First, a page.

There's a growing number of studies suggesting that the Affordable Care Act (a.k.a. Obamacare) is going to increase entrepreneurship and self-employment.
The New York Times article The Affordable Care Act Could be Good for Entrepreneurship covers a Robert Woods Johnson study that finds Obamacare will likely increase the number of self-employed by more than 11% as a direct result of the law.
This study adds to a recent report by the Kauffman-RAND Institute for Entrepreneurship and Public Policy saying the law could increase the number of new U.S. businesses by as much as 33% over several years.
The reasons these studies say self-employment and small business formation will increase is due to the reduction in job lock. This is the term economists use to describe the reluctance of workers to leave their jobs because doing so would mean losing fringe benefits, especially health insurance.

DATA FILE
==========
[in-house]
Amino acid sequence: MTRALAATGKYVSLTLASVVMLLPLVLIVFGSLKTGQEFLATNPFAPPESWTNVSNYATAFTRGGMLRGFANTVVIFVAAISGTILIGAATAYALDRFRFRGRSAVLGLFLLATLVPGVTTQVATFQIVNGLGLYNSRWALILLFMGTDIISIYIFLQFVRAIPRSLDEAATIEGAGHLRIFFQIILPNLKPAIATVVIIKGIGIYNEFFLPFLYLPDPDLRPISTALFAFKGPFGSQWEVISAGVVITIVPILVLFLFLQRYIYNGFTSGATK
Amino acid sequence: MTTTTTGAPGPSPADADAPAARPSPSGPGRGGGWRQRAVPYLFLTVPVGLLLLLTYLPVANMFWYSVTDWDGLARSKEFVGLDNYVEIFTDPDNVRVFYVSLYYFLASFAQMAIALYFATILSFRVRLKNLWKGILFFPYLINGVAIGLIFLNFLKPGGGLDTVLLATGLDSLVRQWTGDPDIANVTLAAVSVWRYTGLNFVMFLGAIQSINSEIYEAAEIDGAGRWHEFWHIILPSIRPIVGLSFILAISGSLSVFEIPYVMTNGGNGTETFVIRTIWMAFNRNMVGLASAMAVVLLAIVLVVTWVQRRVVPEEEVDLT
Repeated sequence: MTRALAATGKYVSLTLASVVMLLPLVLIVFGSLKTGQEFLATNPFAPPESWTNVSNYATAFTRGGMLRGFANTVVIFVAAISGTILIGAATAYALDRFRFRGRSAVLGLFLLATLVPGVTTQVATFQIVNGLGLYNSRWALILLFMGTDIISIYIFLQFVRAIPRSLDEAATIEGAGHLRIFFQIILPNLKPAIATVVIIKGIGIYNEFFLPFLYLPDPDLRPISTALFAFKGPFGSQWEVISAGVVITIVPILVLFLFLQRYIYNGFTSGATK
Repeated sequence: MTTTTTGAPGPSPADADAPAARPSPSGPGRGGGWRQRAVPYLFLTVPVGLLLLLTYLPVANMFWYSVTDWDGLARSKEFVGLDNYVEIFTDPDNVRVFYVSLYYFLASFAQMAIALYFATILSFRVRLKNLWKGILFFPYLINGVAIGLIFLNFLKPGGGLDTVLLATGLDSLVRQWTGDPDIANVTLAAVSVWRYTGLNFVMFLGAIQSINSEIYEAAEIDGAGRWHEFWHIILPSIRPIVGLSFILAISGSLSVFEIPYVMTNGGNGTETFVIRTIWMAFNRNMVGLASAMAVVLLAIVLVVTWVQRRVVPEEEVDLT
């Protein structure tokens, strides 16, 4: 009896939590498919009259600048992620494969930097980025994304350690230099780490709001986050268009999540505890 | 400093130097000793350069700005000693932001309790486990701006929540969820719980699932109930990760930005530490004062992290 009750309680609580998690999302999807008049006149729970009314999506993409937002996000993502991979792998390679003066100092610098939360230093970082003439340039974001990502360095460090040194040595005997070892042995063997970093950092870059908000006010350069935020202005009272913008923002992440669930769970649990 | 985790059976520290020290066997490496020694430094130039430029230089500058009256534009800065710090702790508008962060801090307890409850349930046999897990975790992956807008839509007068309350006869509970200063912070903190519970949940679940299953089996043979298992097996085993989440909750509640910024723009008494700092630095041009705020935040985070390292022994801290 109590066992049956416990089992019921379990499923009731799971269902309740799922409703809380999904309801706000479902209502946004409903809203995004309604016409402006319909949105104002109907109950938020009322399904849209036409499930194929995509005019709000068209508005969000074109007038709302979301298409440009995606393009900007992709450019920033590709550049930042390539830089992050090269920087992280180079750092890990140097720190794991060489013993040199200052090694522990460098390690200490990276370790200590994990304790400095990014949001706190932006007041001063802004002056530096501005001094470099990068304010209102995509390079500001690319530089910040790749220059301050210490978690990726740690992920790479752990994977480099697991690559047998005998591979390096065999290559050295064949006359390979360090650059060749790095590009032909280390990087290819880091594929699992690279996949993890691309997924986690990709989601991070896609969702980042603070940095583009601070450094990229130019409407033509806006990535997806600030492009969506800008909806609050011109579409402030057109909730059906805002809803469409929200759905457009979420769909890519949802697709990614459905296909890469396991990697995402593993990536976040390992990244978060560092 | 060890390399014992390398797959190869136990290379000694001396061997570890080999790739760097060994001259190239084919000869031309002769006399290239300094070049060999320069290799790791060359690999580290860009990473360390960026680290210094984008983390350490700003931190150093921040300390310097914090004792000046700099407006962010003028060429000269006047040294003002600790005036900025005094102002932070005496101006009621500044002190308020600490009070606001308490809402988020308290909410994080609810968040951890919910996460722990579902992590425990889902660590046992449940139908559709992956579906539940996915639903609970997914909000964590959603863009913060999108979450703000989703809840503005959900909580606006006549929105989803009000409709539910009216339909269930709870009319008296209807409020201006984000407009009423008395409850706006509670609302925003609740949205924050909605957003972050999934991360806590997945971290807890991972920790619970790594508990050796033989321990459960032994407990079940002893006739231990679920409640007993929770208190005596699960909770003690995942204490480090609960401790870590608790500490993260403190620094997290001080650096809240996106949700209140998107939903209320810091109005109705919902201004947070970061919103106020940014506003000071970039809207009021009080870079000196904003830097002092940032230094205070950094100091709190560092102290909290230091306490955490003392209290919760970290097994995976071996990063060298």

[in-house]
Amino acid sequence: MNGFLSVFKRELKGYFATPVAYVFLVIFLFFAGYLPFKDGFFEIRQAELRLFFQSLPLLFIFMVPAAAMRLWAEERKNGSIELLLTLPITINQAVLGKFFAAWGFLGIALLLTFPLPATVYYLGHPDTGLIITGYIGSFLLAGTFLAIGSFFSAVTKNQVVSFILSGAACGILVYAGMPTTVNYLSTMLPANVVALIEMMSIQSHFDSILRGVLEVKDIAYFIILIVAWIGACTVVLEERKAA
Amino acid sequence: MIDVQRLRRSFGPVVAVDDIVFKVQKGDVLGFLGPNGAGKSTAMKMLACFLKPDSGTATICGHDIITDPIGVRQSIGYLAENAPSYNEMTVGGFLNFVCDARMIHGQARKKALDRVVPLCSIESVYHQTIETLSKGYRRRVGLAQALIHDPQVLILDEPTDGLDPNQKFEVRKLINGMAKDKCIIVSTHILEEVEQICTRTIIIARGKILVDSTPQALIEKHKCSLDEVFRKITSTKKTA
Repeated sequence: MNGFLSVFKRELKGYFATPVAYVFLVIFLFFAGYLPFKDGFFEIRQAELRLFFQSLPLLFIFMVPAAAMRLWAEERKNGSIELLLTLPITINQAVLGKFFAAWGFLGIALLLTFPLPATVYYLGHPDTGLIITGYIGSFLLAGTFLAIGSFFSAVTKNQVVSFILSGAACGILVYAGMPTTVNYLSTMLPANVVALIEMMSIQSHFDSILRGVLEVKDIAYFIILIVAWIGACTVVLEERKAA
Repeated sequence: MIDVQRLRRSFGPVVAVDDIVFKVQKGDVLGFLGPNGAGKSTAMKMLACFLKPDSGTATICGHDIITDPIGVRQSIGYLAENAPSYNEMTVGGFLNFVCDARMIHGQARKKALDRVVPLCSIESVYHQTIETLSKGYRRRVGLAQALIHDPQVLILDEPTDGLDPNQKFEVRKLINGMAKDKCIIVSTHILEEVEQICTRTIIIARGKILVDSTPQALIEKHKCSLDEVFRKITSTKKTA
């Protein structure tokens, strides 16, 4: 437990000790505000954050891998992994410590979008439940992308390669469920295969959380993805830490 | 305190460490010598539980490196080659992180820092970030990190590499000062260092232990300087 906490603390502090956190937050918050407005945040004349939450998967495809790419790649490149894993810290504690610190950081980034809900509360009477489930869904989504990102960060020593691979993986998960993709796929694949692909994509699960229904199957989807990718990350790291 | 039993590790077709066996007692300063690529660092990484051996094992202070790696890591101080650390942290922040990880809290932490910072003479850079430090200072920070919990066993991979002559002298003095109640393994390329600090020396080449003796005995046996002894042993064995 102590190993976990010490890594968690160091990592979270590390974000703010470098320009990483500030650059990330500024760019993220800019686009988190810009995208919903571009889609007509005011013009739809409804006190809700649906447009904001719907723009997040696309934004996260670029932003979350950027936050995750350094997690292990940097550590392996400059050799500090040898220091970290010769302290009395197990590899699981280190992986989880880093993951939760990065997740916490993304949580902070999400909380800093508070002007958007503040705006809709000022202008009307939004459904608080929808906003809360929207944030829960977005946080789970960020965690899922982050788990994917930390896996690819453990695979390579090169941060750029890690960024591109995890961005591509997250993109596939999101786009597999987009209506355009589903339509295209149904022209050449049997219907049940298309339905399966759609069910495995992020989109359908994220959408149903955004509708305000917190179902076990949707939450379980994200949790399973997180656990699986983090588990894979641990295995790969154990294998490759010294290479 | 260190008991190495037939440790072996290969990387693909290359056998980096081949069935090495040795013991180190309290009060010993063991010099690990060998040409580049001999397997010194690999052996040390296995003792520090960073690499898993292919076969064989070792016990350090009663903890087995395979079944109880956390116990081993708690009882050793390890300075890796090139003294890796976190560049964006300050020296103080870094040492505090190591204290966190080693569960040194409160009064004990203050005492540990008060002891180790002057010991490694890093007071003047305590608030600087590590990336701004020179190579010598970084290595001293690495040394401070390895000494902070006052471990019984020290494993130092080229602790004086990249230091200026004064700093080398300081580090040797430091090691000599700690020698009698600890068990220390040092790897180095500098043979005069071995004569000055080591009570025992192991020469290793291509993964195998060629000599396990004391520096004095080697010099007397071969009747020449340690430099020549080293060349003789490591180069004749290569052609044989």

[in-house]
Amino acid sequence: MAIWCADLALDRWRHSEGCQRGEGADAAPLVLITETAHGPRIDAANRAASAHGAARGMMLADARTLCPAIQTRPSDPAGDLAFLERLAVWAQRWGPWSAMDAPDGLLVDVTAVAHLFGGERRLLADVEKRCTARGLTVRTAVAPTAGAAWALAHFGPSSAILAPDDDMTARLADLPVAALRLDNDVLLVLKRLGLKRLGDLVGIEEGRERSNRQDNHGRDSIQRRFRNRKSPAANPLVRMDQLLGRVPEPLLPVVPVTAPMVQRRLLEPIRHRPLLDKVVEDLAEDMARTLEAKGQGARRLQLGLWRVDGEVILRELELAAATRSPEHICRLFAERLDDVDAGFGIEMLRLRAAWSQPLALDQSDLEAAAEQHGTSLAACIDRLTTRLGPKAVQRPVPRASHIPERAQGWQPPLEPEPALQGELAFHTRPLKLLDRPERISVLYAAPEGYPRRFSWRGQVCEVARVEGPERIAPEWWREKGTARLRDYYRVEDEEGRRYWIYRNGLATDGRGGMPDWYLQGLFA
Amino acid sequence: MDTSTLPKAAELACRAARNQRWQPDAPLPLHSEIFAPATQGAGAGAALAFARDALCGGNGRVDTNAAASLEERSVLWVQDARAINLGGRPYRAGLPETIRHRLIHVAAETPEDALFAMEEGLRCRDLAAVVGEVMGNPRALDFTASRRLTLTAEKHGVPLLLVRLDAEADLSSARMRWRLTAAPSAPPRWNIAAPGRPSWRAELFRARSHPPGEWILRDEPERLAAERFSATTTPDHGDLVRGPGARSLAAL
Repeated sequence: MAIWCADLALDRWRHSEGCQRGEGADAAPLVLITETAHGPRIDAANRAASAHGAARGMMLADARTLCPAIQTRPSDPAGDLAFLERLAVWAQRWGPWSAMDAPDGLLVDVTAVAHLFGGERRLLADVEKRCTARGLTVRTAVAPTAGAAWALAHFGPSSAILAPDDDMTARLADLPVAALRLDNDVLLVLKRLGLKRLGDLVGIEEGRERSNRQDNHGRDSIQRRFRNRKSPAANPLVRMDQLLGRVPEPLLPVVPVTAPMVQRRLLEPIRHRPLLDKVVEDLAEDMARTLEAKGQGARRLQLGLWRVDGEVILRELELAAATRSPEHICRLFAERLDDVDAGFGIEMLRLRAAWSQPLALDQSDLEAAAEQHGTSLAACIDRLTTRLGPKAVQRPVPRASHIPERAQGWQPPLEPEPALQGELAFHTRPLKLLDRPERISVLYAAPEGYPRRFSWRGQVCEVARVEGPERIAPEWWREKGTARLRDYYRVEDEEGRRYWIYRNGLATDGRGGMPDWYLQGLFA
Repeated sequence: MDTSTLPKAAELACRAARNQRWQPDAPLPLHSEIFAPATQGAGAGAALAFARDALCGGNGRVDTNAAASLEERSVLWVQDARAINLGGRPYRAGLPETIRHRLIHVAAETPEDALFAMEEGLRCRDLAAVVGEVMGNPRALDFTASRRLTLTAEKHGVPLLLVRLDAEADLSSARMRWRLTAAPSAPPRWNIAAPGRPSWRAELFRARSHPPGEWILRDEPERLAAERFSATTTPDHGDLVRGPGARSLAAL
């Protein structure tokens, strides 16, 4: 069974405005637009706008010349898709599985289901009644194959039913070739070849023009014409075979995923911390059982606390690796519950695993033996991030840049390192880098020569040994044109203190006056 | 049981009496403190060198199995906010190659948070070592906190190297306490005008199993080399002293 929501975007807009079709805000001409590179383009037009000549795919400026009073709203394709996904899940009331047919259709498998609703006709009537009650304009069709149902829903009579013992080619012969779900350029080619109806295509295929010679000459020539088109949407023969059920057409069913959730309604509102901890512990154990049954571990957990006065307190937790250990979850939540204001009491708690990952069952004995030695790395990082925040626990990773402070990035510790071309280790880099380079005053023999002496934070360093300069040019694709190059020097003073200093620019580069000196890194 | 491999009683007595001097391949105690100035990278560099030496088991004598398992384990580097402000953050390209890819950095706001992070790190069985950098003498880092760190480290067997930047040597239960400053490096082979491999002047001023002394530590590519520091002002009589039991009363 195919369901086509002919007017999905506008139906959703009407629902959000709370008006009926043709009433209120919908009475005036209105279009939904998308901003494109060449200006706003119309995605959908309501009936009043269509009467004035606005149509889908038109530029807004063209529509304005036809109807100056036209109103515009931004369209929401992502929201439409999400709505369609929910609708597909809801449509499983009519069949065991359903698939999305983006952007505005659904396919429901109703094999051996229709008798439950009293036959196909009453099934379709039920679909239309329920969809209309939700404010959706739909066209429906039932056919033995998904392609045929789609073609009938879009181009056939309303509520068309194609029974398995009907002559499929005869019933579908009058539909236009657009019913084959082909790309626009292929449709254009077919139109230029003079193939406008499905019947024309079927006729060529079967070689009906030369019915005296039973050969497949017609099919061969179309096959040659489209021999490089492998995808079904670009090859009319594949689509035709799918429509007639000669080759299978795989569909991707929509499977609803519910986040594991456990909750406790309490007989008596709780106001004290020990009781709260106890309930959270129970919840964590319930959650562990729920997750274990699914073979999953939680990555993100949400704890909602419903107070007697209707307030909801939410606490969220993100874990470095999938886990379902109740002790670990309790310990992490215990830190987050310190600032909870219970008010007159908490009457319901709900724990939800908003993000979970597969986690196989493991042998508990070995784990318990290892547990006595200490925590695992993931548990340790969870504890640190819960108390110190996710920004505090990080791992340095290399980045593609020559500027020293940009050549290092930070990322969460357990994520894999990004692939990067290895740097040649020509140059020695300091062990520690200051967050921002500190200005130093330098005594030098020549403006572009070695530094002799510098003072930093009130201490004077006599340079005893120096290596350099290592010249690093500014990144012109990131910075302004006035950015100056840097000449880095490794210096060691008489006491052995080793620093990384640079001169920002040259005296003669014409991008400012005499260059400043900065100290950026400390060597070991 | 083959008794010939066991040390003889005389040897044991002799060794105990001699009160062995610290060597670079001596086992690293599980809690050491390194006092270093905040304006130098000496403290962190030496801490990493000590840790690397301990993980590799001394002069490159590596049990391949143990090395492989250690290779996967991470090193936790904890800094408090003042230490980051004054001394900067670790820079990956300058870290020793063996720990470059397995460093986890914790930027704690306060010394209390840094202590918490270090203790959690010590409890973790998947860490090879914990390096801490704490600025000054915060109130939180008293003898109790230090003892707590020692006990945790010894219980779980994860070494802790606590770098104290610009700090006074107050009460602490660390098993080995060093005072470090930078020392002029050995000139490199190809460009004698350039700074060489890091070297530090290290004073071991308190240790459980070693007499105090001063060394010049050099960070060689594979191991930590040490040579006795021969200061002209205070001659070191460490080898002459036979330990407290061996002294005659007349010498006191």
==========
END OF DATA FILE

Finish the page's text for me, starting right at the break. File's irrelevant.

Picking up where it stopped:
Obamacare allows individuals going out on their own to get health insurance through mandated state or federally run insurance marketplaces. This means, at least in theory, the end of health insurance related job lock.
Before you send hate mail - yes, the jury is still out whether or not Obamacare's overall economic and societal impacts will be positive or negative. And yes, we've seen the articles on Obamacare increasing the costs of individual insurance rates in California.
But despite these issues, we're mostly in agreement with these studies. While we think they overstate the impact of job lock - and overstate how many new businesses will result - we think Obamacare will lead to more people being self-employed.